0

Playoff Preview: Part 2

Eastern Conference: No. 1 Cleveland Cavaliers vs. No. 8 Chicago Bulls


It will truly be the King’s Court Saturday at the Quicken Loans Arena. As LeBron James’s frustration mounts with each passing day he hasn’t won a championship, he gets angrier, more desirous. And the Cavaliers’ Game 1 against the Bulls Saturday afternoon marks the the first step in securing the NBA Title that LeBron has longed for since his entry into the league.

There’s a palpable sense of urgency this year, too: A team that has failed year in and year out to win it all is making a big push to make waves this season. After all, next year the roster will be another year older (Shaquille O’Neal, Zydrunas Ilgauskas, and Anthony Parker are in the twilight eras of their careers, and Antawn Jamison isn’t far behind), and who knows where No. 23 is going to end up? Don’t expect them to bend lightly, though.

That said, they face an equally fierce opponent in the Bulls. This is a Chicago team that came within inches of besting a much more competent Celtics team in last year’s postseason, and Derrick Rose is only another year mature. He — along with Kirk Hinrich, Luol Deng, and Joakim Noah, among others — knows the effort necessary to take down a favorite in tight situation.

The Bulls have taken two from the Cavaliers this season. One, a week ago, was a throwaway game by Cleveland. In the first, however, Chicago defeated Cleveland in an 86-85 defensive masterpiece, as both teams shot below 41 percent. The Cavaliers didn’t have Jamison then, but Chicago knows it is capable of knocking off the best.

So who knows? Will the young, spry Chicago scrappers outplay the more established talents of LeBron, Mo Williams, Anderson Varejao, etc.? Probably not. But if this series can compare even slightly to last year’s Boston-Chicago showdown, it’s one worth tuning in to.

Cleveland wins the series in five games, 4-1.

Western Conference: No. 2 Dallas Mavericks vs. No. 7 San Antonio Spurs


There’s a fast-spreading murmur around the league about the danger that the low-seeded San Antonio Spurs pose to opposing teams in this year’s playoffs, and it’s no surprise to me. Yes, they’re only the No. 7 seed. But the Spurs are so incredibly committed, and they play the game correctly with sound fundamentals. It’s a key reason the team hasn’t won fewer than 50 games in a season since 1996-1997 (excepting the lockout-shortened 1998-1999 season, in which they went 37-13 and won the championship). Not coincidentally, that was Gregg Popovich’s first full year at the helm.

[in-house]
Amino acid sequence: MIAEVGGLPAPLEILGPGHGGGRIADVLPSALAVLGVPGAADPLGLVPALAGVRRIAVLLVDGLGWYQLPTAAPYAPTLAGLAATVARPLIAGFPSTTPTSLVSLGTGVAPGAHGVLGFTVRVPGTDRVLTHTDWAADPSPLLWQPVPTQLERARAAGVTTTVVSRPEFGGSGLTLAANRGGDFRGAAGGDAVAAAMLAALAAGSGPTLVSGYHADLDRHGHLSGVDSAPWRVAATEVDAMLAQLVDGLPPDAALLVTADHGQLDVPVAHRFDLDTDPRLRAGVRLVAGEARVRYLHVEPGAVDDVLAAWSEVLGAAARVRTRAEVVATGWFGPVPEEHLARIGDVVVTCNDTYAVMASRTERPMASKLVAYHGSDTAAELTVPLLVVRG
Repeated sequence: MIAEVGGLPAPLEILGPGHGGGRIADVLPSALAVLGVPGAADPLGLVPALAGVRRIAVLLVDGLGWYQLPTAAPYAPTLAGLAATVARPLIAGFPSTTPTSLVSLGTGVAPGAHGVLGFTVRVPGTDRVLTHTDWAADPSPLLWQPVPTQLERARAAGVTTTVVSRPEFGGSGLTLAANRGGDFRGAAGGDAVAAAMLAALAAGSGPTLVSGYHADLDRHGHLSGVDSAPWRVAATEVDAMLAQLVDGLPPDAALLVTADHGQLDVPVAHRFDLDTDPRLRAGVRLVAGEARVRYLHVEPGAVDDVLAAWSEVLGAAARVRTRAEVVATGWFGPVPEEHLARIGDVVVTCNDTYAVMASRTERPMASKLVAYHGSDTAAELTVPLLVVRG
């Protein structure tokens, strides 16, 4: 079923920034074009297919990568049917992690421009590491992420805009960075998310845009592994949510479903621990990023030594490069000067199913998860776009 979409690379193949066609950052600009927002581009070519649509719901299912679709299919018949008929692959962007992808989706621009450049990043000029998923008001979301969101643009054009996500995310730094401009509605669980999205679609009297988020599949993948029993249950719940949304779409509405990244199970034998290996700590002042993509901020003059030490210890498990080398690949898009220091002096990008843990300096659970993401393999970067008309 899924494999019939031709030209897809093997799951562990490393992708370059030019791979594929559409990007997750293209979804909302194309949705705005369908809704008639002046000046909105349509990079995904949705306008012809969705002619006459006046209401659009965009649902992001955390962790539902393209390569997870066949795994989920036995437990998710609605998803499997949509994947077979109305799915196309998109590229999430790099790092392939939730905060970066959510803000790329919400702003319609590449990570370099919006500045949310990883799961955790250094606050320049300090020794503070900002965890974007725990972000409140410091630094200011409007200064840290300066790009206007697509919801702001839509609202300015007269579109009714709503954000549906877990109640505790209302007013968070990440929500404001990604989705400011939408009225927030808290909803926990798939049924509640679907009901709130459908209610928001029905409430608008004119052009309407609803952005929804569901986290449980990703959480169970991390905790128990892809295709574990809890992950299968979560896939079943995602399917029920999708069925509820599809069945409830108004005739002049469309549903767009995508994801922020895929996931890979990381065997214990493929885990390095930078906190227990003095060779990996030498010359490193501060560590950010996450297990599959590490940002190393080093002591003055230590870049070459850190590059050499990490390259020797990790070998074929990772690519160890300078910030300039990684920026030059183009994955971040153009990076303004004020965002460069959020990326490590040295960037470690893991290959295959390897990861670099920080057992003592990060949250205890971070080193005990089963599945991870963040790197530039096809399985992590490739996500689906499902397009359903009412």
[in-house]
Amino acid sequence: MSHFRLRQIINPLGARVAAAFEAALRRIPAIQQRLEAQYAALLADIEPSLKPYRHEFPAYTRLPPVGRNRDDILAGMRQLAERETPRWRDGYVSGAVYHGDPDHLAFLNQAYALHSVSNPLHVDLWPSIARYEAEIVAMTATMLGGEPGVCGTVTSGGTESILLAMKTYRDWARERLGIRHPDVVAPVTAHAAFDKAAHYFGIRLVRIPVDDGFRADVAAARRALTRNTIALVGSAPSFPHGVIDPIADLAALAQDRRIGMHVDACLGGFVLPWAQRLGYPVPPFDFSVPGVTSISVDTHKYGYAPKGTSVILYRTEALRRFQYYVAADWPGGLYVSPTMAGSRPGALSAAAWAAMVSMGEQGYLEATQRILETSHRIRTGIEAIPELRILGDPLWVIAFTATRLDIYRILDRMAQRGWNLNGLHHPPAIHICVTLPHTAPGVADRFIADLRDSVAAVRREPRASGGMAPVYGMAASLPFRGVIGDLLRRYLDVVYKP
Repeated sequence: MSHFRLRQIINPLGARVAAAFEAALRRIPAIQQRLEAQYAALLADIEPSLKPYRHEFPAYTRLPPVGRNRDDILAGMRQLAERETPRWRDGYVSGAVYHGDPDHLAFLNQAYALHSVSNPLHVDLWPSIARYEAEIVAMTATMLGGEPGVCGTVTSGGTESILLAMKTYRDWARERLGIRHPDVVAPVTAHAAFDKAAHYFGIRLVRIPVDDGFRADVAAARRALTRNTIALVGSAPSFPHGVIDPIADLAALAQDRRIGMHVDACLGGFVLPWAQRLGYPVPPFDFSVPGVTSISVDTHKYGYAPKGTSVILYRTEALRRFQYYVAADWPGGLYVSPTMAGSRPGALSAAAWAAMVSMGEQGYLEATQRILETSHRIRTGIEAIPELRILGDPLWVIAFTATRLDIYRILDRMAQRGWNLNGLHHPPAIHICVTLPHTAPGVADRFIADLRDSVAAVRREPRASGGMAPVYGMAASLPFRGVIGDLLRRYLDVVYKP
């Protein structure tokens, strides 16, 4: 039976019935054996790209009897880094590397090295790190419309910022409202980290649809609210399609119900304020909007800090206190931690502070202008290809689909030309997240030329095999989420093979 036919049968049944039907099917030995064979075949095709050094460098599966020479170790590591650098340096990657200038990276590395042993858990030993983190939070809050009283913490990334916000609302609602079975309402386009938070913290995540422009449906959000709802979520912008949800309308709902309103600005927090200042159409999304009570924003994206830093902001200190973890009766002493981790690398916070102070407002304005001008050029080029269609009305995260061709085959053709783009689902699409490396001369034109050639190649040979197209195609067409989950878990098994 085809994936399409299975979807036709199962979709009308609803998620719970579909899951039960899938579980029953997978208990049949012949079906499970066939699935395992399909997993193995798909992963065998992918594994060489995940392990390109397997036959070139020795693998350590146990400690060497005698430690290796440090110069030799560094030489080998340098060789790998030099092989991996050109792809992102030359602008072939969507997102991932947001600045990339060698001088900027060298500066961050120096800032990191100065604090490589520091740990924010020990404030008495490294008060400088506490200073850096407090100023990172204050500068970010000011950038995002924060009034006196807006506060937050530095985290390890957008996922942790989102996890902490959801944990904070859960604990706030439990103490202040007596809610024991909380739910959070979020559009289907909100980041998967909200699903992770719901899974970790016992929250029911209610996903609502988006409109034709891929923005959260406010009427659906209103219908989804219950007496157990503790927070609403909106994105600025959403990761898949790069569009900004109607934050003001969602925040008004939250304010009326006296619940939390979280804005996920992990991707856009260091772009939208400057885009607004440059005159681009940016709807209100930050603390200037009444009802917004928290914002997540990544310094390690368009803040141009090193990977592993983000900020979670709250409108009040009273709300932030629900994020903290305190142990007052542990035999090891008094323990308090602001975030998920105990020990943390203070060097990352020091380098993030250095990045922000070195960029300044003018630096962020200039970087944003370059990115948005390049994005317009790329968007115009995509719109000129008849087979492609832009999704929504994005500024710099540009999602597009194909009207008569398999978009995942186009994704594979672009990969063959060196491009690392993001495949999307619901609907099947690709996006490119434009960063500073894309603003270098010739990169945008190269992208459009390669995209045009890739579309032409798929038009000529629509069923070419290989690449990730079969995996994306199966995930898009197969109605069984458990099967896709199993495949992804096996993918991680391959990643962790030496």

Still: Dallas has played fantastic ball this season. Thanks to the routinely dominant performance of Dirk Nowitzki, timely contributions from the Jason duo, and the midseason acquisition of Brendan Haywood and Caron Butler, they hold the second-best record in the highly competitive Western Conference. They can score at will, and they can shut you down on the defensive end just as well. But I can’t help thinking there’s an upset brewing.

I can’t shake from my memory Dallas’s first-round shellacking at the hands of the Golden State Warriors in 2007. But more than that, the Spurs are playing the kind of basketball of late that earned them rings in 1999, 2003, 2005, and 2007. Tim Duncan is the same, and that’s always scary. But Manu Ginobili has been white hot since the beginning of March (the majority of which the team played without Tony Parker), and Richard Jefferson is starting to fit well with this team. Add on an inspired bench performance on the year from George Hill and DeJuan Blair’s ready-to-pounce beastliness (he posted 27 points and 23 boards in the Spurs’ season finale last night), and it is quite an intimidating squad. Would Dallas have been better off losing last night, leaving the Suns to deal with their nemeses (that’s the first-round series I wanted to see, anyway)?

This is not to say it will be a sweep in San Antonio’s favor. After all, Dallas took three out of four from their Texas compadres during the regular season. But don’t sleep on them to emerge victorious from this spate of games.

San Antonio wins the series in seven games, 4-3.

Reblog this post [with Zemanta]

Hardwood Paroxysm